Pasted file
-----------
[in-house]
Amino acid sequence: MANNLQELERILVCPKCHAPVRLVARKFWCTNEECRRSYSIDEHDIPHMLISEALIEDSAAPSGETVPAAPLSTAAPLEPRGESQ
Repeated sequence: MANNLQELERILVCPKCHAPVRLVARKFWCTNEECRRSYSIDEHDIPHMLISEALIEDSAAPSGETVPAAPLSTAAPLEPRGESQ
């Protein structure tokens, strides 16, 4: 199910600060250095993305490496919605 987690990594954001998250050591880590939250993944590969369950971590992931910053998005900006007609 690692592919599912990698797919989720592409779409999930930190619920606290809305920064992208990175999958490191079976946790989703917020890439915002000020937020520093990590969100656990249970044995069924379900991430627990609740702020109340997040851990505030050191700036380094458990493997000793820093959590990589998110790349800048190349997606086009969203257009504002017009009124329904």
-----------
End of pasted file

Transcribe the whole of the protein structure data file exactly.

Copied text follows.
[in-house]
Amino acid sequence: MANNLQELERILVCPKCHAPVRLVARKFWCTNEECRRSYSIDEHDIPHMLISEALIEDSAAPSGETVPAAPLSTAAPLEPRGESQ
Repeated sequence: MANNLQELERILVCPKCHAPVRLVARKFWCTNEECRRSYSIDEHDIPHMLISEALIEDSAAPSGETVPAAPLSTAAPLEPRGESQ
């Protein structure tokens, strides 16, 4: 199910600060250095993305490496919605 987690990594954001998250050591880590939250993944590969369950971590992931910053998005900006007609 690692592919599912990698797919989720592409779409999930930190619920606290809305920064992208990175999958490191079976946790989703917020890439915002000020937020520093990590969100656990249970044995069924379900991430627990609740702020109340997040851990505030050191700036380094458990493997000793820093959590990589998110790349800048190349997606086009969203257009504002017009009124329904």